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How a Fund Boutique Grew Without Losing Its Soul

Royce has gotten bigger without giving up its autonomy.

Karin Anderson, 12/02/2010

Over the course of nearly four decades, Royce & Associates has demonstrated sound leadership in small-cap investing. The firm nurtures an atmosphere that encourages individuality and collaboration at the same time--while also growing the firm in terms of assets, funds, and portfolio managers.

Since 1972, when Chuck Royce first began managing flagship Royce Pennsylvania Mutual Fund PENNX, Royce & Associates has grown to offer 26 funds--many of them beyond the firm's small-cap core--and employs 38 investment professionals. Royce managed $29 billion in assets on Dec. 31, 2009.

The Royce team has been successful at hiring midcareer professionals, and the average investment-industry experience on the team is 24 years. The firm's most-senior managers, including Chuck Royce, Whitney George, Charlie Dreifus, and Buzz Zaino, have managed funds for 38 years on average--20 of them at Royce. The newer managers have more than 15 years of experience.

Recent hires include Carl Brown, Brendan Hartman, and Jim Stoeffel, formerly of Cramer Rosenthal McGlynn, in 2008. More recently, George Wyper, formerly of Wyper Capital Management, joined Royce with two analysts and a few accounts in tow. He continues to run money from his former firm and joined Whitney George on Royce Focus Value RYFVX.

Nurturing Management Talent
That said, new team members don't typically dive into portfolio-management roles right away. Jenifer Taylor, for example, joined the firm in 2000 as an analyst and worked with George for several years on Royce Micro Cap RYOTX before becoming comanager. Similarly, Jay Kaplan, who had managed money previously at Prudential Financial PRU, spent his first six months at Royce performing a variety of research projects before becoming a comanager on Royce Value RYVFX.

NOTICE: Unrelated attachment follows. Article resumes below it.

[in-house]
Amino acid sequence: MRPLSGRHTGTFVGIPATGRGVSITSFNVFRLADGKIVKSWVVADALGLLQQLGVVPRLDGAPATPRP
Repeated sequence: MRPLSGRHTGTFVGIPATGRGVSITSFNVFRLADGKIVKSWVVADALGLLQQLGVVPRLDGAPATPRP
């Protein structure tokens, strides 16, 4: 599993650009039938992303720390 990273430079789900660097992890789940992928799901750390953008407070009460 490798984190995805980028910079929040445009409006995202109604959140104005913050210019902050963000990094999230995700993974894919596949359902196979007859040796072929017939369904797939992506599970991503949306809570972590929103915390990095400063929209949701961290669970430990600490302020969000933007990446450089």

Overall, Royce has grown its staff with investors experienced in analyzing and investing in smaller companies, and has taken the time to introduce the firm's beliefs and culture before giving them money to run under the Royce banner. The firm has also done a good job of retaining its personnel--a sign of a strong culture. Its five-year annualized manager-retention rate clocked in at 96% at the end of 2009, which was high relative to the industry norm.

All the while, Chuck Royce has remained the firm's leader and engaged in portfolio management, giving rise to key-man risk. The succession plan, though, has become clearer recently: Whitney George was promoted to co-chief investment officer in 2009, and for now he serves alongside Chuck Royce. Testament to the firm's long-term orientation, planning for this transition has taken place well in advance of Chuck Royce's retirement. Whitney George is no second fiddle, though: His is named as a portfolio manager or comanager on 12 of Royce's funds and was Royce's first champion of small-cap industrials. He has thus made his mark on many of Royce's portfolios.PAGEBREAK

In addition to high manager-retention rates, the firm's corporate culture is strong in other ways. Although each manager adheres generally to a small-cap value philosophy, variations on the style are encouraged given each manager's passion and area of expertise. For example, Dreifus, of Royce Special Equity RYSEX is an accounting maven with a keen focus on downside risk. He acknowledges that the risks he takes "are like jumping off a pancake." On the other hand, Buzz Zaino of Royce Opportunity RYPNX has an affinity for turnaround stories, undervalued asset plays, and busted IPOs in the micro-cap universe, which has made for a much wilder ride. All of the managers have made sizable investments in the funds they run, aligning their own interests with those of fundholders.

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